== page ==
Philippa Reid, a second-year biomedical engineering student, committed to the University of Waterloo women’s rugby team in May 2020, just as she was finishing high school. Reid began playing “rugby sevens” tournaments in Grade 9, the exact version of the sport played during the summer Olympics, in which each team is comprised of seven players, rather than fifteen.
Reid’s introduction to sports began at age four when she began figure skating. In elementary and junior high school, Reid played club soccer. She ran track through junior high and high school. Reid has also taken part in “out of the box” sports, such as synchronized swimming and gymnastics. Reid also played soccer in grade 12.
“Rugby is my favorite just in terms of how much I’ve played it. I don’t think I could do anything else as much as I play rugby; I’d just get tired of it but I don’t get tired of rugby,” Reid said.
Originally from Halifax, Reid says playing rugby led her to make big decisions about where she would pursue her post-secondary education. “If I wasn’t playing rugby, I could be somewhere completely different,” Reid said. Playing rugby has allowed Reid to have more travel opportunities and helped her build her confidence. “I think that’s reflected in my personality, which I’m grateful for,” Reid said.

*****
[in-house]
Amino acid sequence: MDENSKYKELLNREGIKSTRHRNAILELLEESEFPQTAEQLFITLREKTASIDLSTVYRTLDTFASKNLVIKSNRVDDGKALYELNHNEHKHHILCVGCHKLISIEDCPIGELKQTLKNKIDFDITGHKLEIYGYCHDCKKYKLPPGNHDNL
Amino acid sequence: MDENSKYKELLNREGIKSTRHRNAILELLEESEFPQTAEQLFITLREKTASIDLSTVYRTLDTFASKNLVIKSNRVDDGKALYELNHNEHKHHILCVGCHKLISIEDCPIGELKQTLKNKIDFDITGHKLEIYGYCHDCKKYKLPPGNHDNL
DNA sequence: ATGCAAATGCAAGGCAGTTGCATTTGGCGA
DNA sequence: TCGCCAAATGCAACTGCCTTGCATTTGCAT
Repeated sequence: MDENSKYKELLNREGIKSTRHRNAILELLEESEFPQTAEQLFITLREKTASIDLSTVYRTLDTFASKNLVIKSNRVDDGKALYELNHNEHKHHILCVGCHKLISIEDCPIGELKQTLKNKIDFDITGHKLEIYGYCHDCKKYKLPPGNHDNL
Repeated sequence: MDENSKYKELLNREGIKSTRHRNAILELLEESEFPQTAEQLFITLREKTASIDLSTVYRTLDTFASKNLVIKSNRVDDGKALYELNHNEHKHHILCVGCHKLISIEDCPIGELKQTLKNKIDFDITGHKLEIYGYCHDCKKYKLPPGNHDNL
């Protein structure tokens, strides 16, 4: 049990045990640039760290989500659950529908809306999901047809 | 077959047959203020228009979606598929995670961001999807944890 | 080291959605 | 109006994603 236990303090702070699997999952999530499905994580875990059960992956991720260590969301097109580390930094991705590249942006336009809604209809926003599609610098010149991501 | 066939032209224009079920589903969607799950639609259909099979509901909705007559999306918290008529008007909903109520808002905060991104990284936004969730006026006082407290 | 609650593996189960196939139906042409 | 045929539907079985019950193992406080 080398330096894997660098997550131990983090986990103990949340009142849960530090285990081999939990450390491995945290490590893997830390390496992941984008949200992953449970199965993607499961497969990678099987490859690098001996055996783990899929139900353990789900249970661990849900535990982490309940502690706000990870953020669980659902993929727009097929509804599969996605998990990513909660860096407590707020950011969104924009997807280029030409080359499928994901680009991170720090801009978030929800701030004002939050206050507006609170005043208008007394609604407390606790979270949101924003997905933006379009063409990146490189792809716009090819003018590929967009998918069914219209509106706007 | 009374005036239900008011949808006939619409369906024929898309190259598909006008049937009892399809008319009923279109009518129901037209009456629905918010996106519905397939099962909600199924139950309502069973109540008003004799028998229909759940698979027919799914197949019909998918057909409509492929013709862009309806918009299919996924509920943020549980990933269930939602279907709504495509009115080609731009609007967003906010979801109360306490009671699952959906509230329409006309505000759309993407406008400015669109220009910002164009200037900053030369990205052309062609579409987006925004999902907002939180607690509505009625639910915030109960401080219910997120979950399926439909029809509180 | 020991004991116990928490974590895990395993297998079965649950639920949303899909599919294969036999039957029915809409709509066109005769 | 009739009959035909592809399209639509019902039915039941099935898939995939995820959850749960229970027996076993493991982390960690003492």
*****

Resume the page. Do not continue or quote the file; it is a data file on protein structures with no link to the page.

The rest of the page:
Reid said playing a team sport like rugby helped her improve her people skills, which comes in handy when working in groups. Time management is another skill Reid has been able to work on through balancing her academics as an engineering student and athlete. “Keeping your schedule busy is sometimes the best way to get things done,” Reid said.
Aside from playing sports herself, Reid has also been involved in coaching. Figure skating has been a large part of her life and she has coached skating in the past. Reid took a coaching course two years ago and has coached soccer, skating and rugby. “I definitely want to keep coaching in my future,” Reid explained, specifically on the weekends and during her free time.
While her first year of university was online, Reid said she acknowledges the struggles of virtual learning, and it can be challenging to connect with others. “There are other people that are struggling and you’re not alone in that. You’re doing the best you can, which is all you can do. So, you’ve got it,” Reid said.